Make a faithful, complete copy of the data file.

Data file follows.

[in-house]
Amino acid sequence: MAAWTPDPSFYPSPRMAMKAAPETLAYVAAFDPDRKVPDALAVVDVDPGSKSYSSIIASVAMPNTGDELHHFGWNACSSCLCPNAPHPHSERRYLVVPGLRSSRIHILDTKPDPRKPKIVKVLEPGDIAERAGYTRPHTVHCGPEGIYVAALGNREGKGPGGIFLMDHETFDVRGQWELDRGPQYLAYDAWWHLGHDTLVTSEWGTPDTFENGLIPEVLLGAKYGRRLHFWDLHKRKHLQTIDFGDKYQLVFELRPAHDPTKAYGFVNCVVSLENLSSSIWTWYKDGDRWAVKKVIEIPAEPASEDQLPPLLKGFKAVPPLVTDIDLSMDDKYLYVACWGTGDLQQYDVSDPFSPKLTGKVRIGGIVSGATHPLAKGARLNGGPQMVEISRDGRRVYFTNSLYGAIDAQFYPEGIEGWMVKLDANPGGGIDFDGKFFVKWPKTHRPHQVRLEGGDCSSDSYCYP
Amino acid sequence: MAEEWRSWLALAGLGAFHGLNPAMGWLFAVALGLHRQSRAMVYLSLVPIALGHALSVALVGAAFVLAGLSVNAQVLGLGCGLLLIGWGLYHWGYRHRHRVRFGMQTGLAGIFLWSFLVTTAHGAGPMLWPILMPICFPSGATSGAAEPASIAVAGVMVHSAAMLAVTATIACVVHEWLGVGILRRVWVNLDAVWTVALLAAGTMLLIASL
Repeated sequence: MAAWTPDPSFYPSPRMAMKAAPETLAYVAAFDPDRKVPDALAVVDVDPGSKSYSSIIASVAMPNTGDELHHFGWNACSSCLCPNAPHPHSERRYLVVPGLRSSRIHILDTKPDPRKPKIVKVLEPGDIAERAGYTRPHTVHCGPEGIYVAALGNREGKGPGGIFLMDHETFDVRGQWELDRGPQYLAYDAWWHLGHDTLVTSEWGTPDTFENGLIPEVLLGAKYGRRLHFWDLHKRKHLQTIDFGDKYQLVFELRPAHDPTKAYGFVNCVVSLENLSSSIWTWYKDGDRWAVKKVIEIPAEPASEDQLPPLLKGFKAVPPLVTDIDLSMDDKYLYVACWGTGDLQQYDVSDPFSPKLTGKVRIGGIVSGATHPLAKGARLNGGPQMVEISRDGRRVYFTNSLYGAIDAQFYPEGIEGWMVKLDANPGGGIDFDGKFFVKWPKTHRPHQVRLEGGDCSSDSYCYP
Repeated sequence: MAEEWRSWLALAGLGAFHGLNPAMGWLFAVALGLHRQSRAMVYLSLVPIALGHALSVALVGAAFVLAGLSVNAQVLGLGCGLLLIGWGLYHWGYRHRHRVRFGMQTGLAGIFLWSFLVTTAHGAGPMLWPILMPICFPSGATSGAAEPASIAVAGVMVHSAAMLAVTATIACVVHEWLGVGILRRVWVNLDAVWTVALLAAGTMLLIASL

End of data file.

[in-house]
Amino acid sequence: MAAWTPDPSFYPSPRMAMKAAPETLAYVAAFDPDRKVPDALAVVDVDPGSKSYSSIIASVAMPNTGDELHHFGWNACSSCLCPNAPHPHSERRYLVVPGLRSSRIHILDTKPDPRKPKIVKVLEPGDIAERAGYTRPHTVHCGPEGIYVAALGNREGKGPGGIFLMDHETFDVRGQWELDRGPQYLAYDAWWHLGHDTLVTSEWGTPDTFENGLIPEVLLGAKYGRRLHFWDLHKRKHLQTIDFGDKYQLVFELRPAHDPTKAYGFVNCVVSLENLSSSIWTWYKDGDRWAVKKVIEIPAEPASEDQLPPLLKGFKAVPPLVTDIDLSMDDKYLYVACWGTGDLQQYDVSDPFSPKLTGKVRIGGIVSGATHPLAKGARLNGGPQMVEISRDGRRVYFTNSLYGAIDAQFYPEGIEGWMVKLDANPGGGIDFDGKFFVKWPKTHRPHQVRLEGGDCSSDSYCYP
Amino acid sequence: MAEEWRSWLALAGLGAFHGLNPAMGWLFAVALGLHRQSRAMVYLSLVPIALGHALSVALVGAAFVLAGLSVNAQVLGLGCGLLLIGWGLYHWGYRHRHRVRFGMQTGLAGIFLWSFLVTTAHGAGPMLWPILMPICFPSGATSGAAEPASIAVAGVMVHSAAMLAVTATIACVVHEWLGVGILRRVWVNLDAVWTVALLAAGTMLLIASL
Repeated sequence: MAAWTPDPSFYPSPRMAMKAAPETLAYVAAFDPDRKVPDALAVVDVDPGSKSYSSIIASVAMPNTGDELHHFGWNACSSCLCPNAPHPHSERRYLVVPGLRSSRIHILDTKPDPRKPKIVKVLEPGDIAERAGYTRPHTVHCGPEGIYVAALGNREGKGPGGIFLMDHETFDVRGQWELDRGPQYLAYDAWWHLGHDTLVTSEWGTPDTFENGLIPEVLLGAKYGRRLHFWDLHKRKHLQTIDFGDKYQLVFELRPAHDPTKAYGFVNCVVSLENLSSSIWTWYKDGDRWAVKKVIEIPAEPASEDQLPPLLKGFKAVPPLVTDIDLSMDDKYLYVACWGTGDLQQYDVSDPFSPKLTGKVRIGGIVSGATHPLAKGARLNGGPQMVEISRDGRRVYFTNSLYGAIDAQFYPEGIEGWMVKLDANPGGGIDFDGKFFVKWPKTHRPHQVRLEGGDCSSDSYCYP
Repeated sequence: MAEEWRSWLALAGLGAFHGLNPAMGWLFAVALGLHRQSRAMVYLSLVPIALGHALSVALVGAAFVLAGLSVNAQVLGLGCGLLLIGWGLYHWGYRHRHRVRFGMQTGLAGIFLWSFLVTTAHGAGPMLWPILMPICFPSGATSGAAEPASIAVAGVMVHSAAMLAVTATIACVVHEWLGVGILRRVWVNLDAVWTVALLAAGTMLLIASL